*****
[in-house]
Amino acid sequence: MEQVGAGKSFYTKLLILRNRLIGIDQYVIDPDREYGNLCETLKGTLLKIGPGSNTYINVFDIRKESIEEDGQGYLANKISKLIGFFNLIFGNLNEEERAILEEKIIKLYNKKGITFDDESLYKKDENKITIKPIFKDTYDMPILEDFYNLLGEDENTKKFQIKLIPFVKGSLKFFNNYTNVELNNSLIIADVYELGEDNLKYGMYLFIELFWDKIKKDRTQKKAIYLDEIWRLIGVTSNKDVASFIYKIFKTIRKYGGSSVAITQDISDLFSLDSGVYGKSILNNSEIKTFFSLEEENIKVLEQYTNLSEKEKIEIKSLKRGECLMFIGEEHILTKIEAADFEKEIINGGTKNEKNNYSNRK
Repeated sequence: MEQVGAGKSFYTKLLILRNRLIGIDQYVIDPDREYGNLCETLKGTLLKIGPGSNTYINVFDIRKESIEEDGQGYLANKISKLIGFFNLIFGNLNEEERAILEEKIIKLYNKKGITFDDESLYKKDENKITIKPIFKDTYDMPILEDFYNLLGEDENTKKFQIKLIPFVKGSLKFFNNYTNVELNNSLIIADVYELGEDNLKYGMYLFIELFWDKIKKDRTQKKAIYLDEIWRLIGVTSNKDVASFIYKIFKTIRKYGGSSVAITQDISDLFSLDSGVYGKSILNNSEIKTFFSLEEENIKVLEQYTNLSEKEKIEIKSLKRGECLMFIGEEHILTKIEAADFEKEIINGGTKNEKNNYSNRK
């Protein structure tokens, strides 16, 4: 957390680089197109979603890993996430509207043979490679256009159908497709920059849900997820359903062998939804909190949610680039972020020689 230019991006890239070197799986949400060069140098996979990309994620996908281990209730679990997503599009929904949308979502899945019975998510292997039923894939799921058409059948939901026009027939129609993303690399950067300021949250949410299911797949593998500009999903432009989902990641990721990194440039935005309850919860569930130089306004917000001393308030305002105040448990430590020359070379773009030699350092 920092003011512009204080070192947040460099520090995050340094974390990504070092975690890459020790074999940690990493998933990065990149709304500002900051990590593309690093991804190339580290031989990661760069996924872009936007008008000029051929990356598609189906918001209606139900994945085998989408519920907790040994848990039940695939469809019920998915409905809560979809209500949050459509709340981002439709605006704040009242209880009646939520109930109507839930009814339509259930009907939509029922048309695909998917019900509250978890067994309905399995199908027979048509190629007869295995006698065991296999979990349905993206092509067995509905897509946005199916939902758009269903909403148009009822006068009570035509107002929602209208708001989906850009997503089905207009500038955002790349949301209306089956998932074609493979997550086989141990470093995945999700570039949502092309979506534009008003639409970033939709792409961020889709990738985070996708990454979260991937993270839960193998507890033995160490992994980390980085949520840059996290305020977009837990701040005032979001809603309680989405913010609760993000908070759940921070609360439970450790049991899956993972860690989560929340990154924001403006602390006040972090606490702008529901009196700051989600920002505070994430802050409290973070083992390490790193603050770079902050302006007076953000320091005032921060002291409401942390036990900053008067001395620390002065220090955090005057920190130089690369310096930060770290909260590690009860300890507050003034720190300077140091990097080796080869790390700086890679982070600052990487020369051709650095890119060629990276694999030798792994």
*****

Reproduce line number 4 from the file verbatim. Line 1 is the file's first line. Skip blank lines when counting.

């Protein structure tokens, strides 16, 4: 957390680089197109979603890993996430509207043979490679256009159908497709920059849900997820359903062998939804909190949610680039972020020689 230019991006890239070197799986949400060069140098996979990309994620996908281990209730679990997503599009929904949308979502899945019975998510292997039923894939799921058409059948939901026009027939129609993303690399950067300021949250949410299911797949593998500009999903432009989902990641990721990194440039935005309850919860569930130089306004917000001393308030305002105040448990430590020359070379773009030699350092 920092003011512009204080070192947040460099520090995050340094974390990504070092975690890459020790074999940690990493998933990065990149709304500002900051990590593309690093991804190339580290031989990661760069996924872009936007008008000029051929990356598609189906918001209606139900994945085998989408519920907790040994848990039940695939469809019920998915409905809560979809209500949050459509709340981002439709605006704040009242209880009646939520109930109507839930009814339509259930009907939509029922048309695909998917019900509250978890067994309905399995199908027979048509190629007869295995006698065991296999979990349905993206092509067995509905897509946005199916939902758009269903909403148009009822006068009570035509107002929602209208708001989906850009997503089905207009500038955002790349949301209306089956998932074609493979997550086989141990470093995945999700570039949502092309979506534009008003639409970033939709792409961020889709990738985070996708990454979260991937993270839960193998507890033995160490992994980390980085949520840059996290305020977009837990701040005032979001809603309680989405913010609760993000908070759940921070609360439970450790049991899956993972860690989560929340990154924001403006602390006040972090606490702008529901009196700051989600920002505070994430802050409290973070083992390490790193603050770079902050302006007076953000320091005032921060002291409401942390036990900053008067001395620390002065220090955090005057920190130089690369310096930060770290909260590690009860300890507050003034720190300077140091990097080796080869790390700086890679982070600052990487020369051709650095890119060629990276694999030798792994």